If It Leads Me Back is Lindsay McCaul’s stunning debut album. The Chicago based singer songwriter always dreamed about having a record deal but never really believed she’d make a career out of music.
But thanks to a series of events involving top songwriter and producer Jason Ingram, Lindsay soon found herself signed to Provident Records.
Having completed a tour with Casting Crowns and Sanctus Real the 28 year old has transitioned from reluctant college worship leader to a big name in the CCM world. Even on a first listen to her album, it’s clear her success is well deserved.
Acoustic based, but in no way folky, the sound is mature and God centered without adopting a congregational worship feel. The Texas born singer revealed in a recent interview that when she first wrote songs for church, the leaders told her they weren’t worship songs!
The songs on If It Leads Me Back probably don’t quite fit the worship mould either. Personal and often story based, these songs may not be played at your local church, but they are sure to inspire and uplift the listener wherever they are played.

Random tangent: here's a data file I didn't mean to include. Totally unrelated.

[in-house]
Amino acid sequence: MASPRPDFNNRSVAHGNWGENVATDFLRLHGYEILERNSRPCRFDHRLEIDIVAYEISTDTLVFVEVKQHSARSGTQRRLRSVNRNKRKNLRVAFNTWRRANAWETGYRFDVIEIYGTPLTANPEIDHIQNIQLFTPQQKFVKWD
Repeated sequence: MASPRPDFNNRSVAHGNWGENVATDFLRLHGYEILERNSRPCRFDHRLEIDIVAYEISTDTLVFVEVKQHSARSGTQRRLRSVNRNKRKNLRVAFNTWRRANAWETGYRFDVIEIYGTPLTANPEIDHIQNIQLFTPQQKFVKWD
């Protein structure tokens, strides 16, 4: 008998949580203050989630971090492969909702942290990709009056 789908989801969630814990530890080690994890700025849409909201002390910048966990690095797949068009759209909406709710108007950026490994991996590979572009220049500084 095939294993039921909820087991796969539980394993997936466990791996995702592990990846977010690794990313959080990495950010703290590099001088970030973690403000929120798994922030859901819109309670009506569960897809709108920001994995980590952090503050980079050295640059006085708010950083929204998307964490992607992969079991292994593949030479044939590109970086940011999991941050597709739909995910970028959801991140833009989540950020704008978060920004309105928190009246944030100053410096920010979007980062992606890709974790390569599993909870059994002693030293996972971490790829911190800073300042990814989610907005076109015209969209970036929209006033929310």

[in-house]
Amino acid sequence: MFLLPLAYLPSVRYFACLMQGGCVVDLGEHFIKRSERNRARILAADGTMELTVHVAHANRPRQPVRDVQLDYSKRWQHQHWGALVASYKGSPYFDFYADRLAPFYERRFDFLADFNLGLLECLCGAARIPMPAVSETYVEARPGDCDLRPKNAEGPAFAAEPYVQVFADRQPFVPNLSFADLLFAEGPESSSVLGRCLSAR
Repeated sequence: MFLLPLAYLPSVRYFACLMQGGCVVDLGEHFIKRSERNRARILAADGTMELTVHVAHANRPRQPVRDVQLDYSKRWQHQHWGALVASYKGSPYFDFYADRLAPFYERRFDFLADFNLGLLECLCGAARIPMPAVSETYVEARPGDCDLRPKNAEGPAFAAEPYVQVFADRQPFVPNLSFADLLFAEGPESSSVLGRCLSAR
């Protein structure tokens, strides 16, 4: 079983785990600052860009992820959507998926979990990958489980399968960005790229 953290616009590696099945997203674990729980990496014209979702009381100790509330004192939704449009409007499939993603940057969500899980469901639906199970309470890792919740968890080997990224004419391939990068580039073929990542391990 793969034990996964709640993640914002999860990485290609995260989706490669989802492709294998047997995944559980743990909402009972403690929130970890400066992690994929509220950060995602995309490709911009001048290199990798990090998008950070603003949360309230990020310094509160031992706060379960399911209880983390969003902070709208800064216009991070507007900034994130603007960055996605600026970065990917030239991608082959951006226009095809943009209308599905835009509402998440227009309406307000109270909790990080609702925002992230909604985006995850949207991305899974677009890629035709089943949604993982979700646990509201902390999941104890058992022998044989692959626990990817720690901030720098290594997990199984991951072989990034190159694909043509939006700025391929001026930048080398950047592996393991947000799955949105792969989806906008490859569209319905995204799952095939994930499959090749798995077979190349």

Every song is inspired by a scripture and the majority of the tunes on the album were co-written with Jason Ingram. Lindsay has also written with Hillsong’s Mia Fields and Marty Simpson for the recording.
Like Casting Crowns, Lindsay's true talent lies in the lyric writing more than the music. Her gifting in writing thought provoking and emotionally impactful words is obvious from the outset. Containing a combination of somber and joyful songs, it’s a magnificently balanced album that leaves the listener satisfied when the 40 minutes of music draw to a close.
With no track record to base a decision on, buying any artist or band’s debut album is a risky business. While names like Casting Crowns and Jason Ingram may help Lindsay find an audience, ultimately her music speaks for itself.
The album may not redefine the pop genre by utilising flashy production, but it does give hope to humble Christian singer songwriters who don’t want to lead thousands in worship. Is there room for pretty songs rooted in personal experience and scripture? This album doesn’t just prove that the answer to that question is 'yes'. It boldly declares that such songs aren't just pleasent to listen to, they are just as powerful as congregational songs.
If you need some chilled out, God-glorifying pop in your life then go ahead and get this album. You won’t be disappointed.
Rating: 8 out of 10
August 30th, 2012 - Posted & Written by Sam Hailes